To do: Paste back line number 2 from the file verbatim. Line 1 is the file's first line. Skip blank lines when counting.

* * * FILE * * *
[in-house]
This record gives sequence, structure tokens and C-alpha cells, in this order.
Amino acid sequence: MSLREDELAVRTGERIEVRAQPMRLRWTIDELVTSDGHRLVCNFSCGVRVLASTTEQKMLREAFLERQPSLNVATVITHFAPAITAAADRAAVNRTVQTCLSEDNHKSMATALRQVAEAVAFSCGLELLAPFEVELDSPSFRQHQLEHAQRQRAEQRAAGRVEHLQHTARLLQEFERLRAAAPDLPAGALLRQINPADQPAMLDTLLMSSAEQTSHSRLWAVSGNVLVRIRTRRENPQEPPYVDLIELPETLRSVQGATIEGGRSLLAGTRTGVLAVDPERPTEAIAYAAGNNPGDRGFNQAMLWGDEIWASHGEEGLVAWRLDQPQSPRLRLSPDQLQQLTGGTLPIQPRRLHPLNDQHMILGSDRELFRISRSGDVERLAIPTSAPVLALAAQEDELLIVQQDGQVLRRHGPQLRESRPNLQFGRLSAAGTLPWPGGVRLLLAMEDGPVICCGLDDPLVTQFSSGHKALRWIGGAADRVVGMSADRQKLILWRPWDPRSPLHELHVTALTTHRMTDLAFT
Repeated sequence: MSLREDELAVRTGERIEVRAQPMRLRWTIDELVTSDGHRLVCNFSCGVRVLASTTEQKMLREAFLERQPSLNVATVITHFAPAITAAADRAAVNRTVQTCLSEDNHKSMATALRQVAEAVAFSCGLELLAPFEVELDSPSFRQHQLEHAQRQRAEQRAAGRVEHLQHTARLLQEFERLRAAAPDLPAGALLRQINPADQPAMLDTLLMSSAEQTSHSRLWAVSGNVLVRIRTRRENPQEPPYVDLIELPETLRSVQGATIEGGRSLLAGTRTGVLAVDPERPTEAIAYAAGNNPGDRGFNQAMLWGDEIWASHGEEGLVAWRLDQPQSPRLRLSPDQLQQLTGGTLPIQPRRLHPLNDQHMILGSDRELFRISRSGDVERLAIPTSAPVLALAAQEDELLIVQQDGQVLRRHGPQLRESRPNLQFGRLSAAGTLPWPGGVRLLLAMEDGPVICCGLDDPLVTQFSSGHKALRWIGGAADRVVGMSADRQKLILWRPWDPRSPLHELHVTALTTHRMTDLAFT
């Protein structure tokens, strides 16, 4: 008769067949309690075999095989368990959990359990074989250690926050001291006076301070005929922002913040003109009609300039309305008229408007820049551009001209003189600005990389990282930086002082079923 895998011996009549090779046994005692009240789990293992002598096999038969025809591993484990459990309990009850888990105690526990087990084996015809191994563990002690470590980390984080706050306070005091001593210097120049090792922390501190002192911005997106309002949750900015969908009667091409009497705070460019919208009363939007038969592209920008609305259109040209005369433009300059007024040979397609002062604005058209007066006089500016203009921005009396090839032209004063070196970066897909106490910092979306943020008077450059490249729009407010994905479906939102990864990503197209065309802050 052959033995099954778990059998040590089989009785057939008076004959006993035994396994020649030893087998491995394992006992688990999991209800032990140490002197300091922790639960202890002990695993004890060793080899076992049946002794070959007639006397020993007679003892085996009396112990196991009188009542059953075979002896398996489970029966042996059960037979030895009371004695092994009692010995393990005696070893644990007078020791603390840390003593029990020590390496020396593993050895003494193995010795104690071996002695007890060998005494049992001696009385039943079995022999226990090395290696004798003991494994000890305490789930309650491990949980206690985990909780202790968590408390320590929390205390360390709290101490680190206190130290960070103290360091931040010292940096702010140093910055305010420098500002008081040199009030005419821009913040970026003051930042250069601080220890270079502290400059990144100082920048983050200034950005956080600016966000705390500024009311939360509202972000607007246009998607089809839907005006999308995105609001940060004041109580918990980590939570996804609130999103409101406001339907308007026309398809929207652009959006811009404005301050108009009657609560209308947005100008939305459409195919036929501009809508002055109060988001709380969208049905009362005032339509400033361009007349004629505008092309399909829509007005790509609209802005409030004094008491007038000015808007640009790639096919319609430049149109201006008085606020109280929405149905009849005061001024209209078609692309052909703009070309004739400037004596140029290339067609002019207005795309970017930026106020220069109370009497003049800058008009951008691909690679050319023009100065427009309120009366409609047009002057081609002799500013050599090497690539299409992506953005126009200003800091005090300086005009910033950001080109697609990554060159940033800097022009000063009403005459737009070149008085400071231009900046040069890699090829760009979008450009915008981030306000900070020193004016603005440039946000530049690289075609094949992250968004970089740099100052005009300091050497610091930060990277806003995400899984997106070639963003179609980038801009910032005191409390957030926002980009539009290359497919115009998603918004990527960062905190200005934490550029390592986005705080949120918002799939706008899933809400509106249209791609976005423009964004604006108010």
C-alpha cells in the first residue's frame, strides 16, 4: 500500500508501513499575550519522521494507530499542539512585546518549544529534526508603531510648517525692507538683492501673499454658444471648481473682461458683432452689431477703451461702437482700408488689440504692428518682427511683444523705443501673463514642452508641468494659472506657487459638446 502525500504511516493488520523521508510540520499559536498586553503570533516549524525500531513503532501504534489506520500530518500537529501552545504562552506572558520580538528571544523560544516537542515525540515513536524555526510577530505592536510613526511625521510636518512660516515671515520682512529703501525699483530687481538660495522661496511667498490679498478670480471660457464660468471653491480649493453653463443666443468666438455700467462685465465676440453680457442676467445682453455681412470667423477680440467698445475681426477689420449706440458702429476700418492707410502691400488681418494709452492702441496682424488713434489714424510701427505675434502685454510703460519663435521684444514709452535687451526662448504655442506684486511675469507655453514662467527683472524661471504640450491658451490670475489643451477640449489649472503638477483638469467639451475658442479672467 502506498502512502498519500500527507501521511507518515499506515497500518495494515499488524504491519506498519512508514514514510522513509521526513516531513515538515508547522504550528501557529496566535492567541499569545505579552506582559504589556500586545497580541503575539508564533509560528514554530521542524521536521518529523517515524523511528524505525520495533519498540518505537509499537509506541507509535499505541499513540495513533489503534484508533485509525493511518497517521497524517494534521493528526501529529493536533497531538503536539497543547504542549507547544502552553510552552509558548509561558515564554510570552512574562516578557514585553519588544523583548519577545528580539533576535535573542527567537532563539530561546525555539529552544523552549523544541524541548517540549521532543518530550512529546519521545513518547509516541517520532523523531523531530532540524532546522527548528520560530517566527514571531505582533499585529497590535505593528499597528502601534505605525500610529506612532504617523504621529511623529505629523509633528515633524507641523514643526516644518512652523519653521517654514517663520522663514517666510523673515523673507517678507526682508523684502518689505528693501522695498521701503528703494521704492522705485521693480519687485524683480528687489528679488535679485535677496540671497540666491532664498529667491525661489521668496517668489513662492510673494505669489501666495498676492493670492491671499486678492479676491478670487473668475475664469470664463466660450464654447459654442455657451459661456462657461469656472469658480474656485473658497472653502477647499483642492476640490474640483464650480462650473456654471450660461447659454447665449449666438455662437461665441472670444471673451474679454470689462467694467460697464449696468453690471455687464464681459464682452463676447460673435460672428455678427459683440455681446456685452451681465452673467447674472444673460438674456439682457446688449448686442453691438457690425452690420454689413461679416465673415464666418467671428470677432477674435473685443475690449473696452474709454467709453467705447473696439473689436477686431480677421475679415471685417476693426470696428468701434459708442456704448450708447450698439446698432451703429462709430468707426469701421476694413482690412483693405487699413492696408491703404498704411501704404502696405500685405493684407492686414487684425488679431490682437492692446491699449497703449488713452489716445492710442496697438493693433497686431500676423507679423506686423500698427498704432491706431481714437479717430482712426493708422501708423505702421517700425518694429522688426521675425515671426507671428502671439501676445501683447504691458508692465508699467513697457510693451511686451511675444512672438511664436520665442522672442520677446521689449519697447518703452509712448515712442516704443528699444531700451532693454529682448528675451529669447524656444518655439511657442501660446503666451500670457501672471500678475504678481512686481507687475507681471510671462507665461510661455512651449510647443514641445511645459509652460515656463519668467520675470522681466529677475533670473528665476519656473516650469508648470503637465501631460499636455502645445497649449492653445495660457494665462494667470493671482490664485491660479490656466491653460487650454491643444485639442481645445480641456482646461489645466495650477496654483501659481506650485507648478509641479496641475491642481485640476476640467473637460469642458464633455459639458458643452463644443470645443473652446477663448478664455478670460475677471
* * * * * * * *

This record gives sequence, structure tokens and C-alpha cells, in this order.